A group of 31 third-graders from School 12 in Paterson, New Jersey got to “go to college” for a day, and it was an opportunity they took very seriously.
The children broke up into groups and got right to work at the Paterson Falls Fair, presented on the William Paterson University campus by 21 seniors pursuing degrees in elementary education. The Fair served as an opportunity for third-graders to learn about their city’s history and for teacher-candidates to practice their pedagogical methods.
WP seniors engaged the third-graders in a series of multidisciplinary activities, which included role playing as prominent historical figures from the city, using its chief textiles of silk and cotton to create “clothing,” and constructing their own mini, working waterwheels to mimic the wheels at Paterson’s Great Falls—a major force in the industrial development of New Jersey.
“Can I talk about what I learned?” asked third-grader Aaliyah, stepping out of her assigned group to present her findings about Thomas Rogers to Professor Elizabeth Brown, who organized the Fair. “Thomas Rogers made the first locomotive,” she said proudly, pointing to pictures she drew and explaining the importance of Rogers’ work. When Brown asked if Aaliyah previously knew about the many inventions that came out of Paterson, the wide-eyed little girl shook her head No.
The Fair was not only tied to the third-graders’ curriculum, but also to the University students’ curriculum, aligning with elementary education courses in social studies methods, science methods, literacy and learning, and arts methods. Professors from each of those courses joined Brown—namely Alison Dobrick, Laura Fattal, and Julie Rosenthal—to observe their students in action and record excerpts of their interactions on video.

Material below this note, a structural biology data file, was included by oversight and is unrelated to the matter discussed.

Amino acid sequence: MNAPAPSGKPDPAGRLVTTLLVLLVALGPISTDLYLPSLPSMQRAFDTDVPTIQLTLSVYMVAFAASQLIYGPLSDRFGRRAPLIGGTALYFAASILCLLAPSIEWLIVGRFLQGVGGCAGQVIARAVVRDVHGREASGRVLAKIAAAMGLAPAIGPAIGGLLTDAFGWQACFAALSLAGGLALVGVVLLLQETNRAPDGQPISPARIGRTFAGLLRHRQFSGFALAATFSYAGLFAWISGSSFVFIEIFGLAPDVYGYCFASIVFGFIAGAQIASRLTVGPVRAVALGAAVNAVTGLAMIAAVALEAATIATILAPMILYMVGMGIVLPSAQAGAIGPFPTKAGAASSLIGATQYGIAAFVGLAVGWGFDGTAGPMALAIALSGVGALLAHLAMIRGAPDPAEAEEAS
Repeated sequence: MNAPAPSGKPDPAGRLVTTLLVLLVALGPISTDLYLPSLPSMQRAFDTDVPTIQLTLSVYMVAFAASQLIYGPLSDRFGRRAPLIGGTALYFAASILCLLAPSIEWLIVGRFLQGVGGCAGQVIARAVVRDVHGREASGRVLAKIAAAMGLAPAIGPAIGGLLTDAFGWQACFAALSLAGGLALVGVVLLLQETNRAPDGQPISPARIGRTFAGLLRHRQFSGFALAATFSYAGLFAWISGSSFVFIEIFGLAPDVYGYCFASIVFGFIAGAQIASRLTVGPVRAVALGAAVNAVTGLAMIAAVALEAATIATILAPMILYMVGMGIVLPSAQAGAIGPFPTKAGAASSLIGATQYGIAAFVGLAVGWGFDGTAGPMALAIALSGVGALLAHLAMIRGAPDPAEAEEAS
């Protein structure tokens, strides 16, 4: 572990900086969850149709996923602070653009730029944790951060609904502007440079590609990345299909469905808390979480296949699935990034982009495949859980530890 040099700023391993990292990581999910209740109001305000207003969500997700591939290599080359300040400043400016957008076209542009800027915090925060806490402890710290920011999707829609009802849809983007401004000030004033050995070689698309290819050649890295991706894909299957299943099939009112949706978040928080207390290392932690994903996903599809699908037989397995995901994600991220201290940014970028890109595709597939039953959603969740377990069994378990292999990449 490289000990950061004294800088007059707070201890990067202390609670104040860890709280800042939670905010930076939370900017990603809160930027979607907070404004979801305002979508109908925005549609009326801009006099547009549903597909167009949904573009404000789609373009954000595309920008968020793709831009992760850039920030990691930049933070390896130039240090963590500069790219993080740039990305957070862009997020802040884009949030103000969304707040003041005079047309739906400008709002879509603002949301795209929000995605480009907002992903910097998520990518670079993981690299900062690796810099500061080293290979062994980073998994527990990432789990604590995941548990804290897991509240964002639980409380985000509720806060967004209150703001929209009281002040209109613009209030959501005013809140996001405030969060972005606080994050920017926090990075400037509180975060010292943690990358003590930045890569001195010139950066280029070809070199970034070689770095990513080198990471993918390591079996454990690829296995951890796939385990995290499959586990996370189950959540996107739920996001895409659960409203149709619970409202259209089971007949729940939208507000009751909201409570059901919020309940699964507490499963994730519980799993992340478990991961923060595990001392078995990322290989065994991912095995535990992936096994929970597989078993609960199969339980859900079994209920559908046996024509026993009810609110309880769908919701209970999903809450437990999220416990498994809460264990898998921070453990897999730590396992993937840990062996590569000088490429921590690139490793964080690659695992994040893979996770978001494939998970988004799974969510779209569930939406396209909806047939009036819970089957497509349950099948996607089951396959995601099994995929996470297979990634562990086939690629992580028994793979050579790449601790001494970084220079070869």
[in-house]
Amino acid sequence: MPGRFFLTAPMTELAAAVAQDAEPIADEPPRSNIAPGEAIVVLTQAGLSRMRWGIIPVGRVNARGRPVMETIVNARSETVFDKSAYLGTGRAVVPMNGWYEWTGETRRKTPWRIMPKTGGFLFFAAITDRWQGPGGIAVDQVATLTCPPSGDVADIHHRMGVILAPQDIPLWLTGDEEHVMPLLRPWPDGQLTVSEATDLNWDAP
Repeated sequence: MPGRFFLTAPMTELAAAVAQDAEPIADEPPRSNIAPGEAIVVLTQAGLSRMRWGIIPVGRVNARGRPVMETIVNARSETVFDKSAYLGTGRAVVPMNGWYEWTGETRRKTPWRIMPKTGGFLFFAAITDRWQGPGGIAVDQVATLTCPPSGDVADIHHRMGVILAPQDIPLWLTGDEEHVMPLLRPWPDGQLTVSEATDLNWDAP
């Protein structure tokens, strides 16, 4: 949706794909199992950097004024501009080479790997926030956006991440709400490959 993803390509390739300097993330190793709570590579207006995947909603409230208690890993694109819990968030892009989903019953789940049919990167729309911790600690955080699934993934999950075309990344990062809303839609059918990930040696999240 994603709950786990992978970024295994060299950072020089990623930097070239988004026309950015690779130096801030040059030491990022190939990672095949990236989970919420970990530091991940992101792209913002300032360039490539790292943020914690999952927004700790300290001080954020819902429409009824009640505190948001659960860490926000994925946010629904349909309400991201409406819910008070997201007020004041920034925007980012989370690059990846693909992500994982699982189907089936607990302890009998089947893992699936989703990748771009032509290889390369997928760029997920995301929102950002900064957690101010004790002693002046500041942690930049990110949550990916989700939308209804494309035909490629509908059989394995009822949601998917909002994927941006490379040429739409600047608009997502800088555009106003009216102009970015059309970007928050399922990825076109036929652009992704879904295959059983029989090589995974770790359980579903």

The videos will be analyzed by the teacher-candidates and faculty in small groups to find evidence of the Fair’s key elements (Facilitate total participation; Ask deep questions; Incorporate students’ prior knowledge; Respect and establish a rapport with students), Brown explains.
“You know, there are all these studies about how students learn the most, how they learn best. This is it: It’s hands-on learning,” Fattal says. Beside her, a group of third-graders excitedly poured a jug of water onto a water wheel they constructed with teacher-candidates’ instruction.
“It moves faster when you pour more water on it,” a teacher-candidate says, as she tips the jug a smiling a third-grader was holding over their plastic cup-wooden skewer creation.
“We talk a lot about using community resources in education,” Brown adds. “So, if you’re teaching in Paterson, see what’s out in that community and bring it into the classroom. That’s a great way to engage students.”
Tamerra Williams ’20, who is currently student-teaching in Paterson School 29, says the Fair was very educational for her.
“Because this is team teaching, we’re learning from each other. We don’t normally get to see how other teacher-candidates work in the classroom,” Williams says. “Today, I got to see some of that. I thought, ‘Oh, I like the way she did that,’ or ‘I could use some of this activity with my class.’ We’re all new at this. It’s important to gain that experience.”
William Paterson University
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Wayne, New Jersey 07470